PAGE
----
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Robert P. Davies-Jones
and
Vincent T. Wood

Abstract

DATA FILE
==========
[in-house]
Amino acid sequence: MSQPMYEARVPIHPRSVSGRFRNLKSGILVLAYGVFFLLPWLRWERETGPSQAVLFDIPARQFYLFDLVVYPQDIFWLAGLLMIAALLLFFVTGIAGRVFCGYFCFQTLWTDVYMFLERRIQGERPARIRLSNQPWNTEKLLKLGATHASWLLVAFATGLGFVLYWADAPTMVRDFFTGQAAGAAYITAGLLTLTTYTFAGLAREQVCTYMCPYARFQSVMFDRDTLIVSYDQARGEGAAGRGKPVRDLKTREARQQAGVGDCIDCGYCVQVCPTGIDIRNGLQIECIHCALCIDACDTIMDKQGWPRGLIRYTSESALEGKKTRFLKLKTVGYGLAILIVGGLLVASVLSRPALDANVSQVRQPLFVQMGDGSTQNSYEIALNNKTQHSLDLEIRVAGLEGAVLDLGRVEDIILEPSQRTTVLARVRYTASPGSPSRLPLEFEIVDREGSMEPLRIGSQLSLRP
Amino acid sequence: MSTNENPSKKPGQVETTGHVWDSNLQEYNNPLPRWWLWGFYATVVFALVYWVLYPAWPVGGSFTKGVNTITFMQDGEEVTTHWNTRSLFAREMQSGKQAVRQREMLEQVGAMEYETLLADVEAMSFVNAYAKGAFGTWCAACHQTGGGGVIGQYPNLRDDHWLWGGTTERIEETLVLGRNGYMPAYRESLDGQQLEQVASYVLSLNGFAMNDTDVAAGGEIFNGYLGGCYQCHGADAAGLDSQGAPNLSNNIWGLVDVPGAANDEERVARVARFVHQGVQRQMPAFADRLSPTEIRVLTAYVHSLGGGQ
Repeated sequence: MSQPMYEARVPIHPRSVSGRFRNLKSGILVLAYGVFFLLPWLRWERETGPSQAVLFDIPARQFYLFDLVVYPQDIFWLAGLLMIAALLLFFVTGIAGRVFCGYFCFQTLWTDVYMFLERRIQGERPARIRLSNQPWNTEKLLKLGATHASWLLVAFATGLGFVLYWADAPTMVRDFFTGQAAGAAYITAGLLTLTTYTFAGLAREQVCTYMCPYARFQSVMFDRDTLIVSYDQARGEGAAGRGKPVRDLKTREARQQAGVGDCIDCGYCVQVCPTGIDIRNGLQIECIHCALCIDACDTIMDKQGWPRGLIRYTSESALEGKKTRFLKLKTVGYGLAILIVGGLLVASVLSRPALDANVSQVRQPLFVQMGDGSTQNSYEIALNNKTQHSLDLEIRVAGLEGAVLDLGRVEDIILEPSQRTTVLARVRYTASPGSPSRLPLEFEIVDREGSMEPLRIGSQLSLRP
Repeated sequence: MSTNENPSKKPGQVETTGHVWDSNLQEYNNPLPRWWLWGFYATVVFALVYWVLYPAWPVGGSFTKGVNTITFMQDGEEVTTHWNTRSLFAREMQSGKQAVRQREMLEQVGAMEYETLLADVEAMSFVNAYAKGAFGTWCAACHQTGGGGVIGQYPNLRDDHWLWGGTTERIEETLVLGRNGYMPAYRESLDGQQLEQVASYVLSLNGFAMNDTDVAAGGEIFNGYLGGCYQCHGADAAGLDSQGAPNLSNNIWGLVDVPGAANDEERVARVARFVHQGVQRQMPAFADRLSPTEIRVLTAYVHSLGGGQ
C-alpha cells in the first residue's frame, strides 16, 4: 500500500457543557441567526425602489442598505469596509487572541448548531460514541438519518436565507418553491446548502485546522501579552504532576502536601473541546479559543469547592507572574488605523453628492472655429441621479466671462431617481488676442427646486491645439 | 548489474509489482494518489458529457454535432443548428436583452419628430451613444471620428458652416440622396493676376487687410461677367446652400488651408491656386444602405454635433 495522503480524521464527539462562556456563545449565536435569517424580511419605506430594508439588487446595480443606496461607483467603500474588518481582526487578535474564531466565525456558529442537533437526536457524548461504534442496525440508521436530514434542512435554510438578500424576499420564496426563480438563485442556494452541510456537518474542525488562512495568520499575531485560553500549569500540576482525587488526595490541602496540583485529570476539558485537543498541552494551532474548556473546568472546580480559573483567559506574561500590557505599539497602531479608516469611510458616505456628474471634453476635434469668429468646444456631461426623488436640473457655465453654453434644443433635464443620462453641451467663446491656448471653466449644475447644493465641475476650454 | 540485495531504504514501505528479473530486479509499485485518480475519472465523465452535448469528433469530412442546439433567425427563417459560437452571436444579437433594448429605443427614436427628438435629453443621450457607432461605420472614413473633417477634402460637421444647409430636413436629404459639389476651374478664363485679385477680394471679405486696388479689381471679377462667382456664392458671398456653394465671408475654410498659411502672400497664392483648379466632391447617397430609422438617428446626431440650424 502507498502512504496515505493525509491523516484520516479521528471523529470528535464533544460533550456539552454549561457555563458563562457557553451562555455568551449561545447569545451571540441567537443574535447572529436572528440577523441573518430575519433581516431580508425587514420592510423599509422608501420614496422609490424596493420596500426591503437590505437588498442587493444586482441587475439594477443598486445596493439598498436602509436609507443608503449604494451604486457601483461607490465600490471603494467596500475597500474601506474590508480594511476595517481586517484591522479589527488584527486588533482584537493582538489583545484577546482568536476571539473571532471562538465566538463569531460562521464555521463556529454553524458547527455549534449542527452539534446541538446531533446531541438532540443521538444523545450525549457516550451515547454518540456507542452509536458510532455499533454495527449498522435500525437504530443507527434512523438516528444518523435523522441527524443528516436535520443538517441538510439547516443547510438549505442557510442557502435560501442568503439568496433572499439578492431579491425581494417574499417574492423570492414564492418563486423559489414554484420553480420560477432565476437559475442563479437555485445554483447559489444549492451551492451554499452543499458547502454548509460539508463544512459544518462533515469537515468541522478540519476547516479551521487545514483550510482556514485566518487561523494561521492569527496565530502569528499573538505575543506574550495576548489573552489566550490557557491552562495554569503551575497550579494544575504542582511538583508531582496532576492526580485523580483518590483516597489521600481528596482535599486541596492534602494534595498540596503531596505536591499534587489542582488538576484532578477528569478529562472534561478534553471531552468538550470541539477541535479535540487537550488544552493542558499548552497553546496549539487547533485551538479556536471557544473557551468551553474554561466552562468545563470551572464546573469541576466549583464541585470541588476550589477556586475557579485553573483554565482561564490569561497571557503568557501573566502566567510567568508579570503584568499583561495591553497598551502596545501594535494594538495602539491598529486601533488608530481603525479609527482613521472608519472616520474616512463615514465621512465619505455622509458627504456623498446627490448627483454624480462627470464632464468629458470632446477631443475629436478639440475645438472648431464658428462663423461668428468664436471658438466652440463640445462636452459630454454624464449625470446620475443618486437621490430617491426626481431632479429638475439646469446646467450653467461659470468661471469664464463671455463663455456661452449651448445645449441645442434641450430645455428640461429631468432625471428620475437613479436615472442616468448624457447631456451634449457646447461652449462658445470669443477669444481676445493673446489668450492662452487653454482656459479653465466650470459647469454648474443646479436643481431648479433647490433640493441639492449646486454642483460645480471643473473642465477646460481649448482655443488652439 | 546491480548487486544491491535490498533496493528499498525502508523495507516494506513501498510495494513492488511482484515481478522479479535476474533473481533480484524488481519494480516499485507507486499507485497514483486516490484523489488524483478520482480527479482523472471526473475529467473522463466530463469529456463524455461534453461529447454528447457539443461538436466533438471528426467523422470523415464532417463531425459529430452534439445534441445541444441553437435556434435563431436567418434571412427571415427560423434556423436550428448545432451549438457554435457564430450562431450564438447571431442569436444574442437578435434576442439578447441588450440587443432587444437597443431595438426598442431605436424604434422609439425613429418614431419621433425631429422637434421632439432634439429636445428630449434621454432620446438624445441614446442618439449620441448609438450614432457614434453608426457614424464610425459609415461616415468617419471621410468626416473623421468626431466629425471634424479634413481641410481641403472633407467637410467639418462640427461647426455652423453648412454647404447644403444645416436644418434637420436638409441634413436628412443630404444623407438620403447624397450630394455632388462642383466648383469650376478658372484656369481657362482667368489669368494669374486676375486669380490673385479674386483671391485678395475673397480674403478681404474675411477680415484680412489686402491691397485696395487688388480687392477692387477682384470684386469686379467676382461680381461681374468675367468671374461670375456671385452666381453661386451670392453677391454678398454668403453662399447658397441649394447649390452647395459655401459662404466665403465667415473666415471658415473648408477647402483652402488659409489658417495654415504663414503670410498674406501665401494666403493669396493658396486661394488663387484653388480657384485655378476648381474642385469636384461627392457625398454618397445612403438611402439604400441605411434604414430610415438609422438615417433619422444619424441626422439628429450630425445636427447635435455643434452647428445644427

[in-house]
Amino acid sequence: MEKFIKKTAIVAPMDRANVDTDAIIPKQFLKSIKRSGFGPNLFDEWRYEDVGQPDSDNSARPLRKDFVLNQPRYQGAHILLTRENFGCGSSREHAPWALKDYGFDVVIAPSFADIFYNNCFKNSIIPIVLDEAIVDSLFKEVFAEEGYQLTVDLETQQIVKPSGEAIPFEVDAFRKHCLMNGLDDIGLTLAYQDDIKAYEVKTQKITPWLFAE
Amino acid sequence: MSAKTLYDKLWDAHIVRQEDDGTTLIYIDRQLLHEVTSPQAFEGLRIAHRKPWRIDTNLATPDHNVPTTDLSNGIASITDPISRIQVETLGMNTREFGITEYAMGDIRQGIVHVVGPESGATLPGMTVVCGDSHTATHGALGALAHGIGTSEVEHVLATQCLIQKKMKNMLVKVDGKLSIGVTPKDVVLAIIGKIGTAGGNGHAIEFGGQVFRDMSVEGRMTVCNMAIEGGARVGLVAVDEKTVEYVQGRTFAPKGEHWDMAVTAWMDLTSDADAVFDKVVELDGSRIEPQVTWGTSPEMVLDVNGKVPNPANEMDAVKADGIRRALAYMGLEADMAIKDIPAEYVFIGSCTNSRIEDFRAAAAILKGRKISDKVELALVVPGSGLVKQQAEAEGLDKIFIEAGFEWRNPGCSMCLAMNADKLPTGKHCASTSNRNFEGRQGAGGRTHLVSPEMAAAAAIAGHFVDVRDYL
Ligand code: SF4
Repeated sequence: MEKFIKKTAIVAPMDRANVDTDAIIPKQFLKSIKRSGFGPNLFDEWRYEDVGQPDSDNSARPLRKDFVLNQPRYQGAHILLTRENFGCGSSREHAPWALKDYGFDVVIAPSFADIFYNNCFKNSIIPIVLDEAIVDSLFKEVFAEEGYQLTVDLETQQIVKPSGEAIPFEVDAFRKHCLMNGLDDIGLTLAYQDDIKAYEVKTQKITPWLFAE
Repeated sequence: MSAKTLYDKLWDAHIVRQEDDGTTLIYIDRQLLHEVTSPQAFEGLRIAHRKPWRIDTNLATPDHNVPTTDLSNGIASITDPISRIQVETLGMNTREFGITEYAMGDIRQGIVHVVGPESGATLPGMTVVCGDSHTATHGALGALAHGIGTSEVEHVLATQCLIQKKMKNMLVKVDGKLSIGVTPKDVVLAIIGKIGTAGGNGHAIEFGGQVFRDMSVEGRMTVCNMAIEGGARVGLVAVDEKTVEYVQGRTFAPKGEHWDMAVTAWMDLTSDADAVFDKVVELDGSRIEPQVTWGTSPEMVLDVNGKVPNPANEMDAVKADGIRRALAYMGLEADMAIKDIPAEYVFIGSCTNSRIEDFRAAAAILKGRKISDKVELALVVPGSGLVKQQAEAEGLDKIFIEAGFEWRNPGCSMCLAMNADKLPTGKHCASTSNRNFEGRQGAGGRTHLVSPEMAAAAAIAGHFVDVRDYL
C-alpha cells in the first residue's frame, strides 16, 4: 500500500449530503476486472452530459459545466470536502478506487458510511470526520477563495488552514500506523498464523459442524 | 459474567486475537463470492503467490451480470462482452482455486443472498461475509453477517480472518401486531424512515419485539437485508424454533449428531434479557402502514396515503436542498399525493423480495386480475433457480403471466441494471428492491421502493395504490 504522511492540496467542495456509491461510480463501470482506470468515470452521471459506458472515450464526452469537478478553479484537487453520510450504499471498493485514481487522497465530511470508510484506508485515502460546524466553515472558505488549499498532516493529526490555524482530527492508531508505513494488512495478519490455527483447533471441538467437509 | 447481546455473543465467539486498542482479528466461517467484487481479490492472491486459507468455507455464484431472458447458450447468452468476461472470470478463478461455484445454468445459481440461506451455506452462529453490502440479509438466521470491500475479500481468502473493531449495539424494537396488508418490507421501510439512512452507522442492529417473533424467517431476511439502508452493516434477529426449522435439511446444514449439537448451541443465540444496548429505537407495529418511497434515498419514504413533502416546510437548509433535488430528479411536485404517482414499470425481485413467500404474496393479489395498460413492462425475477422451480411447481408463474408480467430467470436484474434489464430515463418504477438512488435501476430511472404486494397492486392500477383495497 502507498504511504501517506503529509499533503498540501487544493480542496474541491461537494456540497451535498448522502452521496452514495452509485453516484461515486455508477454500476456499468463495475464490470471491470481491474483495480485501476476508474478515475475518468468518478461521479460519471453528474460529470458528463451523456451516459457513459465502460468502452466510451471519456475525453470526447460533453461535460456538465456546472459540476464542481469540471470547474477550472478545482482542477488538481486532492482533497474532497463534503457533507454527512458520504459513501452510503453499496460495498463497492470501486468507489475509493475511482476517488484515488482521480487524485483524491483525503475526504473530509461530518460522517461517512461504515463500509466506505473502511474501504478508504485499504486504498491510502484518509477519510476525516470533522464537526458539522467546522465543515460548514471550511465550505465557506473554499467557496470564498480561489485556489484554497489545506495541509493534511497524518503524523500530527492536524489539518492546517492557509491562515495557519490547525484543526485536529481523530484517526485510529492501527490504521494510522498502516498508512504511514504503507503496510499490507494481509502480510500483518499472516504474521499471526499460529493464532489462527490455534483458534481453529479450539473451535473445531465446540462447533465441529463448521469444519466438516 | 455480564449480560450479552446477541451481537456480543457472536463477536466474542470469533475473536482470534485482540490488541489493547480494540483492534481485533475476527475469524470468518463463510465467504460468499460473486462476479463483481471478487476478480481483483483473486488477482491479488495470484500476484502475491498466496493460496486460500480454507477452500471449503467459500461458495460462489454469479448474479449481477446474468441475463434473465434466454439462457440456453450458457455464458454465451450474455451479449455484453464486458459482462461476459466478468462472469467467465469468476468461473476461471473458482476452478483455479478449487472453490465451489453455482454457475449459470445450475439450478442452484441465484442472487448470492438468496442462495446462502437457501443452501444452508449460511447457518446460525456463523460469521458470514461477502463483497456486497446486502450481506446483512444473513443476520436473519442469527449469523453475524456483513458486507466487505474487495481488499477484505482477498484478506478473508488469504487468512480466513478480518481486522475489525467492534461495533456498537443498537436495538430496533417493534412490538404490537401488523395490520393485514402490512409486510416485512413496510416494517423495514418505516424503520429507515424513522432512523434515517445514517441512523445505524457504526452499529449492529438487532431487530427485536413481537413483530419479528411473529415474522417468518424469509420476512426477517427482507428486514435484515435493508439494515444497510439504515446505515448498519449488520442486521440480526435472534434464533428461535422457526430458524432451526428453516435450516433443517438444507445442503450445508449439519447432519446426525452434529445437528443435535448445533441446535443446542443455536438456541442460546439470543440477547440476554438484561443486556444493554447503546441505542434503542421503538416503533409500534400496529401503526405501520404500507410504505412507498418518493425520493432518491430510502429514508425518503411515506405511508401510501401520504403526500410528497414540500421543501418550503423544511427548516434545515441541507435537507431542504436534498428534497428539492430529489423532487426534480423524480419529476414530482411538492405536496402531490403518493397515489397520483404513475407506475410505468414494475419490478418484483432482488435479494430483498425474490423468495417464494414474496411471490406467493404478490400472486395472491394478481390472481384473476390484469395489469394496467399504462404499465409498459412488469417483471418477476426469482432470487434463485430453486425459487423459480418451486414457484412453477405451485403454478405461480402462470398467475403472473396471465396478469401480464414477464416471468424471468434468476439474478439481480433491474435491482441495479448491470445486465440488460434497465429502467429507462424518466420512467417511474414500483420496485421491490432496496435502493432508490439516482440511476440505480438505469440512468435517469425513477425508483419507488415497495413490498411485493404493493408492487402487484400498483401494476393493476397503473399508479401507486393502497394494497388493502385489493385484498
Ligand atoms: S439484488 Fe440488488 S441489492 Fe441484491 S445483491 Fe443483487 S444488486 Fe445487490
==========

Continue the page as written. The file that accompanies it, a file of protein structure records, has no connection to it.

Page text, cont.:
Exact solutions of the Navier–Stokes or Euler equations of motion and the continuity equation in cylindrical coordinates for 3D, axisymmetric, inviscid, or laminar flows are utilized to represent evolving vortices that roughly model tornado cyclones or misocyclones contracting to tornadoes. These solutions are unsteady versions of the diffusive Burgers–Rott vortex and the inviscid Rankine-combined vortex. They satisfy the free-slip condition at the ground. Different vortices are obtained by choosing different values of the constant eddy viscosity and uniform horizontal convergence while holding the circulation at infinity constant. A simulated Weather Surveillance Radar-1988 Doppler (WSR-88D) is employed to generate time-varying Doppler velocity signatures in uniform reflectivity of these analytical vortices at ranges of 25 and 50 km from the radar. Mean Doppler velocities are determined by computing 3D integrals over effective resolution volumes. Magnitudes of Doppler vortex signatures at different times in the evolution of the stationary vortices are computed for effective beamwidths of 1.02° and 1.39°, which correspond to azimuthal sampling intervals of 0.5° and 1.0°, respectively. Four tornado predictors—rotational velocity, shear, excess rotational kinetic energy, and circulation—are examined.